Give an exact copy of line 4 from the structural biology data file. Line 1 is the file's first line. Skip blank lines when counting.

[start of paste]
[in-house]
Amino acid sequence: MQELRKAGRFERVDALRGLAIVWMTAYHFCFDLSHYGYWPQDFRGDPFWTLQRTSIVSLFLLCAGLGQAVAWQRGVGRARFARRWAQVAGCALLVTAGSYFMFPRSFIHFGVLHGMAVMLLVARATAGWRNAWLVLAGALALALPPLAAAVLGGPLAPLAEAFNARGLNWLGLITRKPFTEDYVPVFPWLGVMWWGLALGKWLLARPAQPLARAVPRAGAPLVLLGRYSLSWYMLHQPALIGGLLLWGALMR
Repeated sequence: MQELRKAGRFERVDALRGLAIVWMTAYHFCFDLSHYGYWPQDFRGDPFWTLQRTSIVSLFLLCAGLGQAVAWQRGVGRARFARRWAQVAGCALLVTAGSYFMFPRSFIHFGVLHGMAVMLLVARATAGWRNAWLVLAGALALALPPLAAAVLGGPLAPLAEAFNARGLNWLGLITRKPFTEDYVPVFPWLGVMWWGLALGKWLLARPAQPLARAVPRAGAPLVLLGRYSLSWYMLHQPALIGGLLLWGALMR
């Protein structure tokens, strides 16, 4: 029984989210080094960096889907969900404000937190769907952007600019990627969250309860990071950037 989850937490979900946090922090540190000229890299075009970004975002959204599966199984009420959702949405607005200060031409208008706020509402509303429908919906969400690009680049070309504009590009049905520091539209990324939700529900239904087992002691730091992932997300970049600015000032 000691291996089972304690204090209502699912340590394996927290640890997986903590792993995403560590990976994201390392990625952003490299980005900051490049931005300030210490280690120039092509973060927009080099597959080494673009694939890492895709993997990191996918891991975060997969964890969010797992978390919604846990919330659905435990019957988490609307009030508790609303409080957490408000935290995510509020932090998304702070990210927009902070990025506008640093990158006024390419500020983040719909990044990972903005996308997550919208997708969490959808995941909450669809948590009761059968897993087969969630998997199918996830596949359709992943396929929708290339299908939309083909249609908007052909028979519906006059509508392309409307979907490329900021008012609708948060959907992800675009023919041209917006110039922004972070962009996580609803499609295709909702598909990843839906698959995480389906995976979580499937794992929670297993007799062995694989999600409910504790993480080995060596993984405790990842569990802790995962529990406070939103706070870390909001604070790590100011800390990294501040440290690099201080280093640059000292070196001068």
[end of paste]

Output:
């Protein structure tokens, strides 16, 4: 029984989210080094960096889907969900404000937190769907952007600019990627969250309860990071950037 989850937490979900946090922090540190000229890299075009970004975002959204599966199984009420959702949405607005200060031409208008706020509402509303429908919906969400690009680049070309504009590009049905520091539209990324939700529900239904087992002691730091992932997300970049600015000032 000691291996089972304690204090209502699912340590394996927290640890997986903590792993995403560590990976994201390392990625952003490299980005900051490049931005300030210490280690120039092509973060927009080099597959080494673009694939890492895709993997990191996918891991975060997969964890969010797992978390919604846990919330659905435990019957988490609307009030508790609303409080957490408000935290995510509020932090998304702070990210927009902070990025506008640093990158006024390419500020983040719909990044990972903005996308997550919208997708969490959808995941909450669809948590009761059968897993087969969630998997199918996830596949359709992943396929929708290339299908939309083909249609908007052909028979519906006059509508392309409307979907490329900021008012609708948060959907992800675009023919041209917006110039922004972070962009996580609803499609295709909702598909990843839906698959995480389906995976979580499937794992929670297993007799062995694989999600409910504790993480080995060596993984405790990842569990802790995962529990406070939103706070870390909001604070790590100011800390990294501040440290690099201080280093640059000292070196001068």